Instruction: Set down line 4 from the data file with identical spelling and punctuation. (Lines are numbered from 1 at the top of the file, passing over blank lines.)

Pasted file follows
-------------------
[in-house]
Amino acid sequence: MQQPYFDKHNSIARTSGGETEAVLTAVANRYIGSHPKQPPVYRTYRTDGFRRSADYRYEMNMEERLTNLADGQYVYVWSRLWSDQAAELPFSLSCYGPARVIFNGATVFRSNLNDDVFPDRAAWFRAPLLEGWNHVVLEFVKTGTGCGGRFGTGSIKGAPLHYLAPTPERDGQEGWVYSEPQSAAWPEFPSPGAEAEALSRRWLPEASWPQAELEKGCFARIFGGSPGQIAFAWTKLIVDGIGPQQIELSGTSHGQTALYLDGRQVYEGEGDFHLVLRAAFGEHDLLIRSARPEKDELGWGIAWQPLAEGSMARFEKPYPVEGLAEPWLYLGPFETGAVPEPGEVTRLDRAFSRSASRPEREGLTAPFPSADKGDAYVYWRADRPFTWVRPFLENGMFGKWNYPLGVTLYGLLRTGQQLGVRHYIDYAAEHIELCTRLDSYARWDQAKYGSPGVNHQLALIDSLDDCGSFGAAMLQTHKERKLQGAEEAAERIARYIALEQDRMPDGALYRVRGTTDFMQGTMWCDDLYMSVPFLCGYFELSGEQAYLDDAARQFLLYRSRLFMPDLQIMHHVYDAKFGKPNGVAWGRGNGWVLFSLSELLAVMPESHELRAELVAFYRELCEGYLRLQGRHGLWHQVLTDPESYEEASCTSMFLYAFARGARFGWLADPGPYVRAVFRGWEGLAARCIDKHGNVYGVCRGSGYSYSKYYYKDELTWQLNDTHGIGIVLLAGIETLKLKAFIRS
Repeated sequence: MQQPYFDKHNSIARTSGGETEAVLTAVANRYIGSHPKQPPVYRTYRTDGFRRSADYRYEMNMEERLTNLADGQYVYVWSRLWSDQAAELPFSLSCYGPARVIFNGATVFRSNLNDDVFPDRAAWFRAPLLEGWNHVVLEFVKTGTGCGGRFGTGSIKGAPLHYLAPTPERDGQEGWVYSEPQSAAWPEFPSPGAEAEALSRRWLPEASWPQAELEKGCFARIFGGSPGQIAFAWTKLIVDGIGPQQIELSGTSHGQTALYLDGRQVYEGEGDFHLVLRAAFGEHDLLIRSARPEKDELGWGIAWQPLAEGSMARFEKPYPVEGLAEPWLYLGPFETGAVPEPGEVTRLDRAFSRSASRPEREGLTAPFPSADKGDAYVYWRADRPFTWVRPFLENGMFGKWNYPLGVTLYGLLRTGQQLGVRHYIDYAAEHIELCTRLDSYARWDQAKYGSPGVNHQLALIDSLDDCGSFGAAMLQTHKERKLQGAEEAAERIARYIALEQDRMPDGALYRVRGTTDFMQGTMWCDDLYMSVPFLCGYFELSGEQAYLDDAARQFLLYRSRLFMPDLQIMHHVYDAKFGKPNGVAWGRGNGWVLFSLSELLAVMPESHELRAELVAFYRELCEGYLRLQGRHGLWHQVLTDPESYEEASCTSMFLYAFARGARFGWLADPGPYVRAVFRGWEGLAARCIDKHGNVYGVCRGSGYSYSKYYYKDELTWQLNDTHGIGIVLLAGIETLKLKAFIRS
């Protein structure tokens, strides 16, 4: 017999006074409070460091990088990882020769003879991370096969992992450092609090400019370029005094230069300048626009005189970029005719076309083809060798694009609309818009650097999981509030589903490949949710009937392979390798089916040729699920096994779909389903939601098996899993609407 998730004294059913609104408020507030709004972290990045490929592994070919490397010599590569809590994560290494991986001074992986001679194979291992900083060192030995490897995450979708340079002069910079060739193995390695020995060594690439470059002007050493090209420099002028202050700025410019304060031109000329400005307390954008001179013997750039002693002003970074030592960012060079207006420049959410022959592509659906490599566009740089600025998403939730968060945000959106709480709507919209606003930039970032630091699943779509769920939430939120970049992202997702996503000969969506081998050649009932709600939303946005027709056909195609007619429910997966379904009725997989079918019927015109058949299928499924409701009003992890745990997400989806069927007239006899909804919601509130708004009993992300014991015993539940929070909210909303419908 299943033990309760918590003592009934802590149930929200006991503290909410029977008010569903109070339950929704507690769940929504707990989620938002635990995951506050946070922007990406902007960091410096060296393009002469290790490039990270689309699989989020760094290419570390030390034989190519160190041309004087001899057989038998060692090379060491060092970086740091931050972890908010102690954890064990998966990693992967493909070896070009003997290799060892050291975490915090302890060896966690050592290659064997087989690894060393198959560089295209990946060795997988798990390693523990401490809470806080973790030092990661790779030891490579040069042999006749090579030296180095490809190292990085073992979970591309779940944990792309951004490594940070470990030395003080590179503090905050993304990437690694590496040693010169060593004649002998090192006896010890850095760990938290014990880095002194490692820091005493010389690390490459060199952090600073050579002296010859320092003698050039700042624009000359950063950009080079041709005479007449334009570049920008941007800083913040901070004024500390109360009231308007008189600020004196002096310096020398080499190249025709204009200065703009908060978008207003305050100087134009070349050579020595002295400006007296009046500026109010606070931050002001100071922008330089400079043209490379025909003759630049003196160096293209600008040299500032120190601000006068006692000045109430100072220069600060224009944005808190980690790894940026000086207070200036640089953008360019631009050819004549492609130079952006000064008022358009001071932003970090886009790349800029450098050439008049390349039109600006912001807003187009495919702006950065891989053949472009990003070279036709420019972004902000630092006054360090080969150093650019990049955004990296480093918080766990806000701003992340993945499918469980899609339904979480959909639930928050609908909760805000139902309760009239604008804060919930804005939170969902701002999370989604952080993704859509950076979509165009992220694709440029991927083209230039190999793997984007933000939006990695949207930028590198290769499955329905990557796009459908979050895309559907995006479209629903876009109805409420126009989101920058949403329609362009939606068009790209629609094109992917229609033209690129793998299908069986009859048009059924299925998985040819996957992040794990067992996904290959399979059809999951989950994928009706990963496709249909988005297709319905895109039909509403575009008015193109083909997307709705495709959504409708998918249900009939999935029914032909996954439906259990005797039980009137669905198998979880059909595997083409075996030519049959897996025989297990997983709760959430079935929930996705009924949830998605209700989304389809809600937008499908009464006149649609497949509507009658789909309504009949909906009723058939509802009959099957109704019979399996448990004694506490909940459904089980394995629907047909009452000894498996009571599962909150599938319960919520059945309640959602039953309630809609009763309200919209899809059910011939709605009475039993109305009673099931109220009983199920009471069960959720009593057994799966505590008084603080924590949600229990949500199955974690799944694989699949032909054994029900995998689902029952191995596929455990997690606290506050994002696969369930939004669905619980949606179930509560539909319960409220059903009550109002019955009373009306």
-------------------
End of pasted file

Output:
């Protein structure tokens, strides 16, 4: 017999006074409070460091990088990882020769003879991370096969992992450092609090400019370029005094230069300048626009005189970029005719076309083809060798694009609309818009650097999981509030589903490949949710009937392979390798089916040729699920096994779909389903939601098996899993609407 998730004294059913609104408020507030709004972290990045490929592994070919490397010599590569809590994560290494991986001074992986001679194979291992900083060192030995490897995450979708340079002069910079060739193995390695020995060594690439470059002007050493090209420099002028202050700025410019304060031109000329400005307390954008001179013997750039002693002003970074030592960012060079207006420049959410022959592509659906490599566009740089600025998403939730968060945000959106709480709507919209606003930039970032630091699943779509769920939430939120970049992202997702996503000969969506081998050649009932709600939303946005027709056909195609007619429910997966379904009725997989079918019927015109058949299928499924409701009003992890745990997400989806069927007239006899909804919601509130708004009993992300014991015993539940929070909210909303419908 299943033990309760918590003592009934802590149930929200006991503290909410029977008010569903109070339950929704507690769940929504707990989620938002635990995951506050946070922007990406902007960091410096060296393009002469290790490039990270689309699989989020760094290419570390030390034989190519160190041309004087001899057989038998060692090379060491060092970086740091931050972890908010102690954890064990998966990693992967493909070896070009003997290799060892050291975490915090302890060896966690050592290659064997087989690894060393198959560089295209990946060795997988798990390693523990401490809470806080973790030092990661790779030891490579040069042999006749090579030296180095490809190292990085073992979970591309779940944990792309951004490594940070470990030395003080590179503090905050993304990437690694590496040693010169060593004649002998090192006896010890850095760990938290014990880095002194490692820091005493010389690390490459060199952090600073050579002296010859320092003698050039700042624009000359950063950009080079041709005479007449334009570049920008941007800083913040901070004024500390109360009231308007008189600020004196002096310096020398080499190249025709204009200065703009908060978008207003305050100087134009070349050579020595002295400006007296009046500026109010606070931050002001100071922008330089400079043209490379025909003759630049003196160096293209600008040299500032120190601000006068006692000045109430100072220069600060224009944005808190980690790894940026000086207070200036640089953008360019631009050819004549492609130079952006000064008022358009001071932003970090886009790349800029450098050439008049390349039109600006912001807003187009495919702006950065891989053949472009990003070279036709420019972004902000630092006054360090080969150093650019990049955004990296480093918080766990806000701003992340993945499918469980899609339904979480959909639930928050609908909760805000139902309760009239604008804060919930804005939170969902701002999370989604952080993704859509950076979509165009992220694709440029991927083209230039190999793997984007933000939006990695949207930028590198290769499955329905990557796009459908979050895309559907995006479209629903876009109805409420126009989101920058949403329609362009939606068009790209629609094109992917229609033209690129793998299908069986009859048009059924299925998985040819996957992040794990067992996904290959399979059809999951989950994928009706990963496709249909988005297709319905895109039909509403575009008015193109083909997307709705495709959504409708998918249900009939999935029914032909996954439906259990005797039980009137669905198998979880059909595997083409075996030519049959897996025989297990997983709760959430079935929930996705009924949830998605209700989304389809809600937008499908009464006149649609497949509507009658789909309504009949909906009723058939509802009959099957109704019979399996448990004694506490909940459904089980394995629907047909009452000894498996009571599962909150599938319960919520059945309640959602039953309630809609009763309200919209899809059910011939709605009475039993109305009673099931109220009983199920009471069960959720009593057994799966505590008084603080924590949600229990949500199955974690799944694989699949032909054994029900995998689902029952191995596929455990997690606290506050994002696969369930939004669905619980949606179930509560539909319960409220059903009550109002019955009373009306």